As Kevin and Rebecca Gitzen look forward to becoming Catholics at the Easter vigil, a unique part of their journey was the recent baptisms of their infant sons. After extensive meetings with Father Patrick Brosamer, assistant pastor at St. Elizabeth’s, who was assured of the parents’ intentions to raise their children in the Catholic faith, the Gitzen twins were baptized on their first birthday, Nov. 20, 2016.
“The baptizing of our boys was not only for their own personal salvation, but the initial event symbolizing Rebecca’s and my commitment to raise them within the Catholic faith in a newly Christian household,” Kevin said.
A walk last year along a path through their neighborhood to St. Elizabeth Ann Seton Church in south Anchorage, and a chance encounter with a friendly deacon, led the Gitzens on the road to full communion in the Catholic Church.
A journey that officially began in September of last year, when the couple enrolled in the Rite of Christian Initiation of Adults (RCIA) program, will culminate with their reception of the Sacraments of Initiation at the Easter Vigil liturgy on April 15.
Looking back, this young couple sees how their road to the Catholic Church began years ago.
Rebecca, born and raised in Anchorage, recalled going with her mother to St. Elizabeth’s annual holiday bazaar for many years. The parish’s welcoming and robust community impressed her. Beyond those annual bazaar outings, her experience of any faith was limited to an occasional church service, usually following a sleep over with friends.
Recalling what drew her to the Catholic faith, Rebecca said, “I would watch movies about the faith and gravitate towards it.” She added, “I definitely think it was a trip to Europe in 2002.”
There she was impressed with the repository of faith physically evidenced in Europe’s many cathedrals.
“The Catholic faith is filled with the longevity of history,” she said. “It felt like the original faith and its teachings validated my thinking over 30 years or so.” A visit to the Vatican clarified that thinking even further, she said.
Kevin, who grew up in Washington State, attended Unity Church in north Seattle as a boy, not necessarily by choice, but as a family activity.
Across the years, he also observed his paternal grandmother praying the rosary at times, and on a visit to extended family he attended an Irish Catholic church with his stepfather’s mother.
“As an adult, I realized that both of these amazing strong and independent women found their strength in Jesus Christ under the aegis of the Catholic Church,” he said. “With that strength, they were afforded the ability to work to improve those around them, through volunteering and vocation.”
While these seeds of faith began to take root, Rebecca and Kevin first met at Robert Service High School in Anchorage during their senior year. Their bond of love was forged over several years of college. After returning to Anchorage, they were married in 2011. In November of 2015, they welcomed their identical twin sons, Robert and Larry.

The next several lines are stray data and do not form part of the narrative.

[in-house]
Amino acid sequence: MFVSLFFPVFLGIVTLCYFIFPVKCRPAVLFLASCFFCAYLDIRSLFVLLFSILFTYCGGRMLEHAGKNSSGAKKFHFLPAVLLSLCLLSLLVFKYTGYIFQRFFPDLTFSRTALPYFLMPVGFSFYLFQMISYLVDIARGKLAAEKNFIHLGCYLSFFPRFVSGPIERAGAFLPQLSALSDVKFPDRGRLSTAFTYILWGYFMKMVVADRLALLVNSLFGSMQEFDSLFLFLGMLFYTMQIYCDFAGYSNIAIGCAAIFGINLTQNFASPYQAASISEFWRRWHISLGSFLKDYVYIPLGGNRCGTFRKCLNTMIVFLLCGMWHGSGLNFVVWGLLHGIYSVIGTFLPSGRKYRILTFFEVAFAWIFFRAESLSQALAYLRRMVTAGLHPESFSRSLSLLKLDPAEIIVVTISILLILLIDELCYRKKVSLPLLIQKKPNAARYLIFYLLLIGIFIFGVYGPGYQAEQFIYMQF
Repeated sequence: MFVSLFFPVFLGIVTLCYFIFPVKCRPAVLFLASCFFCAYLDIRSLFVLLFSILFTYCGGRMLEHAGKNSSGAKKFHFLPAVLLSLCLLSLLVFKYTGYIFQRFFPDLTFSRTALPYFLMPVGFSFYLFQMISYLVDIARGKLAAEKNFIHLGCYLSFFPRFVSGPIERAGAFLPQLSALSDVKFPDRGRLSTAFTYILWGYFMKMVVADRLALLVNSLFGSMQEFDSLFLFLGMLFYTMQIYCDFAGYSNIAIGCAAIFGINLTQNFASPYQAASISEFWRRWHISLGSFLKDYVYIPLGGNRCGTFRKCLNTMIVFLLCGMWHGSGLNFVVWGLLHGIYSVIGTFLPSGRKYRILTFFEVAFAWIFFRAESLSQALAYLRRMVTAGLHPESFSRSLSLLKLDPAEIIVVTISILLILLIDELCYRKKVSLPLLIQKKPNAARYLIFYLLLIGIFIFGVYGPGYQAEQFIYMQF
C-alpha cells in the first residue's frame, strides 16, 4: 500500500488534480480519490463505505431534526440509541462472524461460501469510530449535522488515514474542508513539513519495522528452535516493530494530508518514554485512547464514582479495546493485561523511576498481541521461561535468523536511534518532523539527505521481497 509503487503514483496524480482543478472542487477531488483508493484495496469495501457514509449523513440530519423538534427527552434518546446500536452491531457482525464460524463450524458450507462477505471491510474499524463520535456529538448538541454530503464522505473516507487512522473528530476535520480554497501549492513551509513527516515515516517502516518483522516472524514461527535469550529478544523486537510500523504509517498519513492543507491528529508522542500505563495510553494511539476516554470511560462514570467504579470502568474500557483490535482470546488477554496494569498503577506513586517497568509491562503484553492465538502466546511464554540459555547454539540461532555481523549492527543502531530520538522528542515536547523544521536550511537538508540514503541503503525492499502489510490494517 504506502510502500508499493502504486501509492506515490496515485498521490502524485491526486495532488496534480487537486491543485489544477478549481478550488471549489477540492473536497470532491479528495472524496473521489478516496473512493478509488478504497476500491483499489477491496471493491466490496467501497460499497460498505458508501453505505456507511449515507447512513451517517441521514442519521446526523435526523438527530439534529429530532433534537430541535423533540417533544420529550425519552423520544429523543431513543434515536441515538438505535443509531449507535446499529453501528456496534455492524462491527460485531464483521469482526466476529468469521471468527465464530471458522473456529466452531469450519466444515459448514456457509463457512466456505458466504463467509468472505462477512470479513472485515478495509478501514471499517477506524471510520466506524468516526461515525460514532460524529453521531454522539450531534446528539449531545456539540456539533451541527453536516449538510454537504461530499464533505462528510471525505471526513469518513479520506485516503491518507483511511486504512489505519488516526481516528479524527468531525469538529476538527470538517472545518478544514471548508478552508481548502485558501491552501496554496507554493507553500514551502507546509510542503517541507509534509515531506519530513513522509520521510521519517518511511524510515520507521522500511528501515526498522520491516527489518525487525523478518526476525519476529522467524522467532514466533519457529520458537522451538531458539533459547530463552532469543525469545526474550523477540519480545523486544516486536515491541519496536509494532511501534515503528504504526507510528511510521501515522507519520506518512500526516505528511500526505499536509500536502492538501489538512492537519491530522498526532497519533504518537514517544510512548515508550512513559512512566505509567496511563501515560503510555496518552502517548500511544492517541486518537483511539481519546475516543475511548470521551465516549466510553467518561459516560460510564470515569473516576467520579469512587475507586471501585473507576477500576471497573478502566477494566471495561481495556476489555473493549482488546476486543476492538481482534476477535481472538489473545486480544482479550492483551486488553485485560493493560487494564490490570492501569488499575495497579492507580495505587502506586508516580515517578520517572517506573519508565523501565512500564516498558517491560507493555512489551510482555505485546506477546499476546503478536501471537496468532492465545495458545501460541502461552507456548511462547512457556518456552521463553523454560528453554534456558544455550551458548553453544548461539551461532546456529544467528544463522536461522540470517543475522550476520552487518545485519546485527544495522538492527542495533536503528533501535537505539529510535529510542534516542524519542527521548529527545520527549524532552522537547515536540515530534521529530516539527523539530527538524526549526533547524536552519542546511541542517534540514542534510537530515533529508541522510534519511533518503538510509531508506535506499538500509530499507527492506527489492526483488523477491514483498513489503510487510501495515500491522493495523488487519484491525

Rebecca works as a procurement specialist for an oil company, while Kevin, recently laid off from the North Slope, is employed by a private contractor and works as a plumber in Sitka. A work schedule, which averages 60 to 80 hours a week and irregular opportunities to return to Anchorage, has necessitated his enrolling in the RCIA program at St. Gregory Church in Sitka.
GROWING IN FAITH
While their instruction in the faith in two different locations is less than ideal, it has not dampened the enthusiasm kindled by a chance encounter with St. Elizabeth Ann Seton’s Deacon Kurt Adler, on that life-altering fall day last year.
“If he had been less than welcoming, this would have been completely different,” Rebecca said of the man who was pivotal in their decision to become Catholic.
After attending only two or three Sunday Masses, where, Rebecca said, “not having any faith background, I didn’t know anything that was going on,” the desire to join the Catholic Church took root and rapidly grew. Kevin cited “Deacon Kurt’s genuine balance of calmness, willingness to teach and explain to Rebecca and I any questions we had,” as being pivotal in their decision to begin the process of becoming Catholic.
Thus began a whirlwind of instruction and initiation into a faith about which they had only the rudiments of understanding and experience. The process has, at times, been daunting. Rebecca said she felt like she was continually repeating her questions, trying to comprehend the volume of information presented.
A pleasant surprise for the couple was “realizing a majority of what we are doing is being with the congregation, being with family,” Rebecca said.
Kevin added, “I enjoy the inner peace I feel with my family in the church, learning about the church history and how that affected world history.”
Another attractive feature of Catholicism is outreach and service to the community of faith and the larger community, they both said.
The demands of work and raising toddler boys limit their time for outreach, yet the couple fully intends to partner with other Catholics who are actively engaged in giving of their time, talent and treasure to their community. Reflecting on his grandmothers, Kevin stated, “Our lives are easy. It is important to give back to the community.”
Looking toward the Easter Vigil, Rebecca said she is excited to enter the waters of the full-immersion baptistery at the church. Another catechumen (unbaptized) and several other candidates will join her and her husband in their profession of the Catholic faith that night.